After a 26 hour train journey in a 'soft berth sleeper', we arrived at Chengdu station late afternoon. Again, we were met by crowds and crowds of people swarming around the station and overflowing onto the square and surrounding streets with all their luggage as if some sort of mass displacement of refugees were taking place. This has been the first impression now of all stations that we have passed through - Guangzhou, Guilin and Chengdu. At all three stations, police and soldiers have been present in force to contain the masses and control the crowds. It reminds me of being at a festival - there is a constant and never ending crowd of people pushing in all directions. Speaking of festivals, you can imagine what the public toilets are like with so many people - festival standard. Enough said.
And so, with a little help from a new found friend named Shi Li, we found a hotel close to the station, for ease of moving on the next day. Shi Li, a local college student who spoke good English, has helped to restore my faith in the Chinese population. Up until now, everyone we have come across it seems has wanted something from us - usually money. However, he genuinely wanted to help us and practise his English. It was a welcome change.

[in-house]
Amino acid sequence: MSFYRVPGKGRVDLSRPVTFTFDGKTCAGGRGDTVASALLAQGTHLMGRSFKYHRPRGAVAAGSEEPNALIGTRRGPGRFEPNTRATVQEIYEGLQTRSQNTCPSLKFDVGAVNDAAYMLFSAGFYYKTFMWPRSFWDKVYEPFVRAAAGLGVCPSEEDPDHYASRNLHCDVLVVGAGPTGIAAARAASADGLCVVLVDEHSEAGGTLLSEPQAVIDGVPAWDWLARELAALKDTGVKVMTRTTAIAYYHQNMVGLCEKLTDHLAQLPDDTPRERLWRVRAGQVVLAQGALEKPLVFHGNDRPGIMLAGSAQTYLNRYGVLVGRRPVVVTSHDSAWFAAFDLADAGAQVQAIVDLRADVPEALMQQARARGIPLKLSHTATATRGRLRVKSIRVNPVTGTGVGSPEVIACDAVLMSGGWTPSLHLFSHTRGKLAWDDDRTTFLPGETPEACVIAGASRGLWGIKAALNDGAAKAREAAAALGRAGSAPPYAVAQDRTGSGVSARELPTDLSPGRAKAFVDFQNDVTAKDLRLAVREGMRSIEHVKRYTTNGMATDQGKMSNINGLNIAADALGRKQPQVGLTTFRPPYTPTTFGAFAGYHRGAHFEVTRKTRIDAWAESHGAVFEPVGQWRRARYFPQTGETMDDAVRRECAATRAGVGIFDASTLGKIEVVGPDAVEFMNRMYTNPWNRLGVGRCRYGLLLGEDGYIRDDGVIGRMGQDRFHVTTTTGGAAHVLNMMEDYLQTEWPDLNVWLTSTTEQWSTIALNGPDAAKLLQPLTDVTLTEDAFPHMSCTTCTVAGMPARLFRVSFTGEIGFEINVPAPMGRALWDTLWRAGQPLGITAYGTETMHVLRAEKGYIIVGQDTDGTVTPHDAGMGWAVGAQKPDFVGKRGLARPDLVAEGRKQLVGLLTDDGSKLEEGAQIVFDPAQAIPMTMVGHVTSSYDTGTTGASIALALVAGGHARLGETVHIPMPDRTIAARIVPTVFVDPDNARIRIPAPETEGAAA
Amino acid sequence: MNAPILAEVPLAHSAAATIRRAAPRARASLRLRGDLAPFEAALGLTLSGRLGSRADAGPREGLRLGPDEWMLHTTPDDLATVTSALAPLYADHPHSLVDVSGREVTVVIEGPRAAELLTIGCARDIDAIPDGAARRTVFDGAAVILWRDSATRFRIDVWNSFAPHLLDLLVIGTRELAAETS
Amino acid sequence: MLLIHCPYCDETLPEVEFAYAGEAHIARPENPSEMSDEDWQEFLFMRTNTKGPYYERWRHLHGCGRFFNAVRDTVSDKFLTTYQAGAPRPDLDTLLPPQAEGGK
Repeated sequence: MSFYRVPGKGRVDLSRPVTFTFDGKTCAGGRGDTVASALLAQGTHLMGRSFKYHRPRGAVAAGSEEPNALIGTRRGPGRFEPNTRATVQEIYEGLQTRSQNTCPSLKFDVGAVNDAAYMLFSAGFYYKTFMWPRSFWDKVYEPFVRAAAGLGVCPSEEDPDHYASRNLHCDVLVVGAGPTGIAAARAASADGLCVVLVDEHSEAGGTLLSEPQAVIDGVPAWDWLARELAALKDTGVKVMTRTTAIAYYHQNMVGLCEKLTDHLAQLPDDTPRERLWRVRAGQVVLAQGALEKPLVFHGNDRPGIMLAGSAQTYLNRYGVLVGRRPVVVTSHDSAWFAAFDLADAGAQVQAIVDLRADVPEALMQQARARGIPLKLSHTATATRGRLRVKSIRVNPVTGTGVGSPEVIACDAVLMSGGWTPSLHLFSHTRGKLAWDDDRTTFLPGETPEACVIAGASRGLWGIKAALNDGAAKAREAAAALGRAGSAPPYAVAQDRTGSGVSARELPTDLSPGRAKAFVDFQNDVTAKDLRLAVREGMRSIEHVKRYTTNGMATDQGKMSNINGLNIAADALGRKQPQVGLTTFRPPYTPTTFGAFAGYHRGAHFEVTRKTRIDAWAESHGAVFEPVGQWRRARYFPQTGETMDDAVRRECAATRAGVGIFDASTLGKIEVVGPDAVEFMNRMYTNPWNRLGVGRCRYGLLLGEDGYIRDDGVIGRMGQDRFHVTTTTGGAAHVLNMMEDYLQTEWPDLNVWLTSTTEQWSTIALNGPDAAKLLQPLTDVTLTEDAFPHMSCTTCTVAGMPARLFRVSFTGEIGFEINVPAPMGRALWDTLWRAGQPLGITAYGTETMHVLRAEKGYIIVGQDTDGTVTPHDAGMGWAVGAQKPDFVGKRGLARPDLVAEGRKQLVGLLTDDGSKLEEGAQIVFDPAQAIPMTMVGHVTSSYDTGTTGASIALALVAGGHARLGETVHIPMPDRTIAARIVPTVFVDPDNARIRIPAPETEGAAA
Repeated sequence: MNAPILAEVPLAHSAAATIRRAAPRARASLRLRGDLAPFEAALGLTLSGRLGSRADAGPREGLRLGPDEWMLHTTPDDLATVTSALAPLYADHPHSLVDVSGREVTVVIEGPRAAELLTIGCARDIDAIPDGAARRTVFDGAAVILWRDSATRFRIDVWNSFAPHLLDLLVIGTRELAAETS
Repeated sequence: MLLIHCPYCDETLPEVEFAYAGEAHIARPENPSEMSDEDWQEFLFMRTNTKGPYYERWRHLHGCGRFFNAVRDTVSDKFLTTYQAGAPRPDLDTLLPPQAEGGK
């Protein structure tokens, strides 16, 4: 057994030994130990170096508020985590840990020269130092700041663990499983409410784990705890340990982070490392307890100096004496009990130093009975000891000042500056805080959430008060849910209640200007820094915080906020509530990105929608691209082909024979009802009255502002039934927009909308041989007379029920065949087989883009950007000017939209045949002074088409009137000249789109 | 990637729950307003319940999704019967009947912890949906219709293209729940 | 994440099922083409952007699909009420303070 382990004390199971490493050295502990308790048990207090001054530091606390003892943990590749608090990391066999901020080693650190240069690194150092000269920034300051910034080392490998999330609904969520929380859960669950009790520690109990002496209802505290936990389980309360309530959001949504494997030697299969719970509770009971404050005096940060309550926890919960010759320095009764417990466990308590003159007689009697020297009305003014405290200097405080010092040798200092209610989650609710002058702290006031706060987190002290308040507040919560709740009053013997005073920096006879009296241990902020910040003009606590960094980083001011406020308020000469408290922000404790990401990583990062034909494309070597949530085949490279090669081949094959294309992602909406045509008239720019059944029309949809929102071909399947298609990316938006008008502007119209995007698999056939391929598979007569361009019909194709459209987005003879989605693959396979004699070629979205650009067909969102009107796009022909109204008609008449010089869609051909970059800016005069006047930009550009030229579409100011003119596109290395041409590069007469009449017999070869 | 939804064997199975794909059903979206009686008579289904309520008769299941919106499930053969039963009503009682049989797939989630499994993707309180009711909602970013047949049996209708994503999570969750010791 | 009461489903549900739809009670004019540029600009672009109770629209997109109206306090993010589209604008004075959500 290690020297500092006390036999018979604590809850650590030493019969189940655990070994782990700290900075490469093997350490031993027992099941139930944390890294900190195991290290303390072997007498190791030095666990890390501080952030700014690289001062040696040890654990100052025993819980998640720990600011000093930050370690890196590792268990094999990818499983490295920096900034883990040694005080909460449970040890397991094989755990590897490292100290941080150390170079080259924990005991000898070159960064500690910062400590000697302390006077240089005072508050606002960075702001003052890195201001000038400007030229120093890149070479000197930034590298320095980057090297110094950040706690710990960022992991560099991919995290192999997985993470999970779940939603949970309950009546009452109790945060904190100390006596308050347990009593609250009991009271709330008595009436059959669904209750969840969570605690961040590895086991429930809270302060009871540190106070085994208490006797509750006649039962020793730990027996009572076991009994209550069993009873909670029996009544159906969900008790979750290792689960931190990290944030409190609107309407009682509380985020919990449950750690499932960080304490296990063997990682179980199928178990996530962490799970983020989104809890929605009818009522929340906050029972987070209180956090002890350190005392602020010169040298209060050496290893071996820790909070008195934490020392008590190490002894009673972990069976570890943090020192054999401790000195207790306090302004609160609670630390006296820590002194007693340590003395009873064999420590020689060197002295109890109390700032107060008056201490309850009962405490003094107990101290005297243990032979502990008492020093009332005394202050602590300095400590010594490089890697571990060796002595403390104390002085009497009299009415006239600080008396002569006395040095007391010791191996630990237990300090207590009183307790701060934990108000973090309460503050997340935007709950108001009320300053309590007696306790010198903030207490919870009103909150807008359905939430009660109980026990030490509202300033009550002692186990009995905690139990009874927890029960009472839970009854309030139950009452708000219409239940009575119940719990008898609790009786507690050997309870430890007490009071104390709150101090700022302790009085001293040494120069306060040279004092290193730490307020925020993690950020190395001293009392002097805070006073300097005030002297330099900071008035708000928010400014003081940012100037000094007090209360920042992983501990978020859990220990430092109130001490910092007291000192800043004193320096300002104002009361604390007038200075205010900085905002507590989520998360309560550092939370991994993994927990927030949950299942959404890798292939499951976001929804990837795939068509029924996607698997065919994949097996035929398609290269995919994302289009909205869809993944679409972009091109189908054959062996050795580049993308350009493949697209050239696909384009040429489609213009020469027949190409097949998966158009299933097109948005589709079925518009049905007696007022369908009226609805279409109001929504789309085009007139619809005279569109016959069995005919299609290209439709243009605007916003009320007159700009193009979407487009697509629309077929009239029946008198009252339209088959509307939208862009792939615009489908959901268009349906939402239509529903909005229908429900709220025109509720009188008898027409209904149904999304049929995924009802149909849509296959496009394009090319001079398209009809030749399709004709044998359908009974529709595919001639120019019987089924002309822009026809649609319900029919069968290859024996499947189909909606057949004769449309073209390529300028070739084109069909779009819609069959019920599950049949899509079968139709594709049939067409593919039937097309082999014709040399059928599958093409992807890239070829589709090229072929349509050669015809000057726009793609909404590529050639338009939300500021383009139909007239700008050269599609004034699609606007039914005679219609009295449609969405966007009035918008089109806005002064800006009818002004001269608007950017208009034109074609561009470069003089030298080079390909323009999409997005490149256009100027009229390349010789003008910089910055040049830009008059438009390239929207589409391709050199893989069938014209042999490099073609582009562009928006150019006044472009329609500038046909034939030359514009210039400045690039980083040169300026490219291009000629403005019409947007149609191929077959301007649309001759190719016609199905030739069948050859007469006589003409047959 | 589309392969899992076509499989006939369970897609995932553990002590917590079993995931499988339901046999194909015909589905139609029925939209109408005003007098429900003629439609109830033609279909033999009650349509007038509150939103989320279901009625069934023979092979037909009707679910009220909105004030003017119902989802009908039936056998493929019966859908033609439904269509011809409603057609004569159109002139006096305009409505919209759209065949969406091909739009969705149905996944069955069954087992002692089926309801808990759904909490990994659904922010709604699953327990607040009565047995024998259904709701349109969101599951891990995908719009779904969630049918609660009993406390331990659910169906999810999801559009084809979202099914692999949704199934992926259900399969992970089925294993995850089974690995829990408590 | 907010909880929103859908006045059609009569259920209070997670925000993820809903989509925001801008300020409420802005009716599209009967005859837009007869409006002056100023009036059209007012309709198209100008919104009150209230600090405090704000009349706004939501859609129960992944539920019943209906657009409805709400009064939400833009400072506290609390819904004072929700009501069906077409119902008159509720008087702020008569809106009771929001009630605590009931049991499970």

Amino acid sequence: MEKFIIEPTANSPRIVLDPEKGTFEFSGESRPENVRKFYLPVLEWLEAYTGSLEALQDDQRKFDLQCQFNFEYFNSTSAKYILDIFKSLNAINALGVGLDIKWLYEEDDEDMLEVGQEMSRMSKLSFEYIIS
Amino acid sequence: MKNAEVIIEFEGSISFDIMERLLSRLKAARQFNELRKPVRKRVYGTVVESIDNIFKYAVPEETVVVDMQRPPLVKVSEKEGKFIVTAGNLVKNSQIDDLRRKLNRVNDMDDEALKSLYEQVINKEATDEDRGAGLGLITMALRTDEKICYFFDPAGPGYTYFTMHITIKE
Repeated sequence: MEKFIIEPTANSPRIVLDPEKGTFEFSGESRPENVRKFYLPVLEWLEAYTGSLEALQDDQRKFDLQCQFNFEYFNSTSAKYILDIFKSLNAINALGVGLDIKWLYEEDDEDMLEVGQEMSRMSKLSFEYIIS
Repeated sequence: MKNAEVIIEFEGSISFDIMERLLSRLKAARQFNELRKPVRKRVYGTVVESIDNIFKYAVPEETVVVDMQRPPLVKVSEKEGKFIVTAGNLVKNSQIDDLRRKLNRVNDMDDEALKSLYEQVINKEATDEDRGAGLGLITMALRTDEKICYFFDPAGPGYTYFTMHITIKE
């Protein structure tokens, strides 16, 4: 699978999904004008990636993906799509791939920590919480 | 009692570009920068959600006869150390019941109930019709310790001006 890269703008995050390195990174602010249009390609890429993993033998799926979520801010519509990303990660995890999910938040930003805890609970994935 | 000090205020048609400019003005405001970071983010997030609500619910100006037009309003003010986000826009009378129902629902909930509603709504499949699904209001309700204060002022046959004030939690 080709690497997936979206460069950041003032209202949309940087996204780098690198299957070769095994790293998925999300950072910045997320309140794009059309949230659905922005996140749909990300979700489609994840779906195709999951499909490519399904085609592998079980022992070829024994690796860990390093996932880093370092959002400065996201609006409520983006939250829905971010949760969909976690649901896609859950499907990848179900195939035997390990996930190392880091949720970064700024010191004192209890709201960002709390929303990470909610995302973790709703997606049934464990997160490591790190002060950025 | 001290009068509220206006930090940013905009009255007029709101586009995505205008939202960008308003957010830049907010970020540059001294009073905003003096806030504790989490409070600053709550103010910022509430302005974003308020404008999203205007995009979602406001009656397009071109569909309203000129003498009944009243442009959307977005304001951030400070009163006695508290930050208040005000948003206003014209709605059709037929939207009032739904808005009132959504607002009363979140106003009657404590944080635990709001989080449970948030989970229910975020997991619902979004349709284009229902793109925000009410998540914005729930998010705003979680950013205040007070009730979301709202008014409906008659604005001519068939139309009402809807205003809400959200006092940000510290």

We had come solely to Chengdu to visit the Giant Panda Breeding Research Base and to see China's national treasure. As we arrived late afternoon in Chengdu, we decided to stay the 2 nights as planned so that we could spend all of the following day at the Breeding Centre.
Somehow during the day, Mark managed to take over 800 photos of pandas! Needless to say, we had to go through them all later and delete the worst ones. It was a lovely day out, plenty of pandas, lots of walking in the fresh air, a nice meal at lunch time, and as it was in it's own little tourist bubble enclosure, it was a welcome respite from being harassed every 5 steps by people asking you to buy something. That of course changed as soon as we set foot again outside the Centre - did I want to buy a cuddly toy panda? Well I did, but I didn't have anywhere to keep it.